Now, let me turn to the topic of my presentation: Issues and Outlook of China-U.S. Relations.

More than two hundred years have elapsed since China and the United States made their first contact with each other. Despite ups and downs, twists and turns, Sino-American relations have moved forward slowly but steadily thanks primarily to a simple common desire of both peoples to live in peace as friends.

In the 1970s when the world was still in the middle of the Cold War, China and the United States, rising above ideological differences and 20 years of hostility and mutual estrangement, decided to come together. President Nixon, who called his historic 1972 visit to China the week that changed the world, helped lay down the basic principles for this new type of China-U.S. relationship. What are these principles?

First, both the U.S. and China are motivated by their respective national interests to reach out to each other and to engage in mutually beneficial cooperation;

Secondly, the United States recognizes that there is but one China in the world and Taiwan is part of China;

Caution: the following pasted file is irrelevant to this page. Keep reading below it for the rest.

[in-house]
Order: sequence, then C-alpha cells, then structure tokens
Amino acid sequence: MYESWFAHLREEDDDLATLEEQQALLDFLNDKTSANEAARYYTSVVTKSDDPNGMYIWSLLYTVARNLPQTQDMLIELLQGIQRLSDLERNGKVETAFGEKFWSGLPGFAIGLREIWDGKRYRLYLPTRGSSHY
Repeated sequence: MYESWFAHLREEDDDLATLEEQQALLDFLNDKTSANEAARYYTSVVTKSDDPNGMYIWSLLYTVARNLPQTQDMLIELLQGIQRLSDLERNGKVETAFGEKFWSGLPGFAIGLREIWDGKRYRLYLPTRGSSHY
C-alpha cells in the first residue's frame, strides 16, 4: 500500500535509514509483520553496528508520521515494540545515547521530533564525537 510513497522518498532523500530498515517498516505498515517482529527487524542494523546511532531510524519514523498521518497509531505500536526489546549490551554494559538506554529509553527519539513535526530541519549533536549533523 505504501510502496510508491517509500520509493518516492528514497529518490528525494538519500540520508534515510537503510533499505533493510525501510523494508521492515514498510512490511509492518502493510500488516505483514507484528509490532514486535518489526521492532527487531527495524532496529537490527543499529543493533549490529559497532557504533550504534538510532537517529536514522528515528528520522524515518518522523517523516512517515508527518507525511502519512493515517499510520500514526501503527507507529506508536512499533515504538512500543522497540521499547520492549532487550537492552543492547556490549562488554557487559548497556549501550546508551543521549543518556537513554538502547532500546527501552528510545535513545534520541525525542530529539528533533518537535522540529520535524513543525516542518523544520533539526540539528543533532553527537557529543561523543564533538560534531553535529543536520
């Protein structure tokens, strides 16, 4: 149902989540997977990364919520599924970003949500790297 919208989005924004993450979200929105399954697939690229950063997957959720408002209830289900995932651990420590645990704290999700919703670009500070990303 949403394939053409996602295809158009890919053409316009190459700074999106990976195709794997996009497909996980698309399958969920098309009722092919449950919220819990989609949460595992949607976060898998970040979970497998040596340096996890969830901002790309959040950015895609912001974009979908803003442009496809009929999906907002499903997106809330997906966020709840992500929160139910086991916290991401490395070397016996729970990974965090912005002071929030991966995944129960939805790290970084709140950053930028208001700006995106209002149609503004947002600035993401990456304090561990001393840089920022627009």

Thirdly, notwithstanding their profound political and philosophical differences, the U.S. and China are ready to pursue a bilateral relationship based on mutual respect for sovereignty and territorial integrity and non-interferences in each other's internal affairs.

All these principles are contained in the three joint communiqués between the two countries, namely, the Shanghai Communiqué of 1972, the Communiqué on the Establishment of Diplomatic Relations of 1979 and the August 17th Communiqué of 1982. The last two were signed during the Carter and Reagan presidency. These documents represent solemn international obligations and, taken together, form the foundation of the China-U.S. relations.

Over the past 28 years and through six administrations, both Republican and Democratic, there has developed a unified and consistent China policy on the part of U.S. government, a policy that has enjoyed bipartisan support in Congress and broad endorsement among the American people. The successful conclusion of the PNTR drama is the latest testimony to such a support.

Having said that, I do not suggest that the past has all been smooth-sailing. In fact, China-U.S. relationship is not an easy mission, but one that needs constant attention and careful management. If we forget those basic principles or choose to act in contravention of them, things will go wrong and the relationship will suffer. Since we do not have much time, let me limit myself to just three questions that I, as the Embassy spokesman, often come across.

The first question: Should the U.S. feel threatened by China's rising role in world affairs?

The second question: Can China and the U.S. ever get along?

The third question: Taiwan.